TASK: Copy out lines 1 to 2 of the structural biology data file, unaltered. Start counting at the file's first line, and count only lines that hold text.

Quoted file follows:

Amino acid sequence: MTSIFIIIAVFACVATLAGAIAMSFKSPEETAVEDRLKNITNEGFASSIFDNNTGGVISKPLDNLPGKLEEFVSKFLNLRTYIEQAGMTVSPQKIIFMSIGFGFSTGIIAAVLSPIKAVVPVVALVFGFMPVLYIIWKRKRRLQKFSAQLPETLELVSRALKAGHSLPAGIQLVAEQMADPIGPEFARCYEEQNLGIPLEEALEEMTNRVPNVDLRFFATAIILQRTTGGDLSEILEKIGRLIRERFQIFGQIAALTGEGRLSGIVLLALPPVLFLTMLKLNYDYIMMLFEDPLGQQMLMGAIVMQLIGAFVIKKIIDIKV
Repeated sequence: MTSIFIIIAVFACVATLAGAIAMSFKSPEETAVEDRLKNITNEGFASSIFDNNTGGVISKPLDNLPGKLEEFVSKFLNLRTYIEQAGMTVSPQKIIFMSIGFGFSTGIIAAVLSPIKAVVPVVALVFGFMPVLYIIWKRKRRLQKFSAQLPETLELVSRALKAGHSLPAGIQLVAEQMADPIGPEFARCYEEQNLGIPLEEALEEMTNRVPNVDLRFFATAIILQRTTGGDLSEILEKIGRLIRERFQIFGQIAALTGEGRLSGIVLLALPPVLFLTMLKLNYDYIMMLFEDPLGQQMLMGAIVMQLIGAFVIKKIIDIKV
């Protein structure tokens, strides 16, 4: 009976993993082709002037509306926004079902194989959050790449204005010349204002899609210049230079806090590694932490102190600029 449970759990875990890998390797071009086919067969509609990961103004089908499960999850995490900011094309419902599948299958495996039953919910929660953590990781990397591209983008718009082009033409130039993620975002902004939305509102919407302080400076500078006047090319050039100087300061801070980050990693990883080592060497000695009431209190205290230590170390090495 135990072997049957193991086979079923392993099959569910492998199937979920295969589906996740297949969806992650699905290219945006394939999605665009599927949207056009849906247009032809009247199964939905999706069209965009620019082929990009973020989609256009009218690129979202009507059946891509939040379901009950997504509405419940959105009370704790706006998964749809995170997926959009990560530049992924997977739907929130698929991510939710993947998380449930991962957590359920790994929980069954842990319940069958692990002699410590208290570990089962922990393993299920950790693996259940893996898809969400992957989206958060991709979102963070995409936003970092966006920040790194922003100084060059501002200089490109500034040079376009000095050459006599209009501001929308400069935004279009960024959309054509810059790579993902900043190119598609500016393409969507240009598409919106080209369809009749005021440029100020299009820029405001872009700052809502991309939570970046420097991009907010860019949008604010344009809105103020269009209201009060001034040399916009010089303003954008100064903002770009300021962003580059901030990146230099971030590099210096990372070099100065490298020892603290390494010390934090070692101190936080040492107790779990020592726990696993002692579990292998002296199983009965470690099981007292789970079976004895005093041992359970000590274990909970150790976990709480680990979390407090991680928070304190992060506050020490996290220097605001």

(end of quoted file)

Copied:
Amino acid sequence: MTSIFIIIAVFACVATLAGAIAMSFKSPEETAVEDRLKNITNEGFASSIFDNNTGGVISKPLDNLPGKLEEFVSKFLNLRTYIEQAGMTVSPQKIIFMSIGFGFSTGIIAAVLSPIKAVVPVVALVFGFMPVLYIIWKRKRRLQKFSAQLPETLELVSRALKAGHSLPAGIQLVAEQMADPIGPEFARCYEEQNLGIPLEEALEEMTNRVPNVDLRFFATAIILQRTTGGDLSEILEKIGRLIRERFQIFGQIAALTGEGRLSGIVLLALPPVLFLTMLKLNYDYIMMLFEDPLGQQMLMGAIVMQLIGAFVIKKIIDIKV
Repeated sequence: MTSIFIIIAVFACVATLAGAIAMSFKSPEETAVEDRLKNITNEGFASSIFDNNTGGVISKPLDNLPGKLEEFVSKFLNLRTYIEQAGMTVSPQKIIFMSIGFGFSTGIIAAVLSPIKAVVPVVALVFGFMPVLYIIWKRKRRLQKFSAQLPETLELVSRALKAGHSLPAGIQLVAEQMADPIGPEFARCYEEQNLGIPLEEALEEMTNRVPNVDLRFFATAIILQRTTGGDLSEILEKIGRLIRERFQIFGQIAALTGEGRLSGIVLLALPPVLFLTMLKLNYDYIMMLFEDPLGQQMLMGAIVMQLIGAFVIKKIIDIKV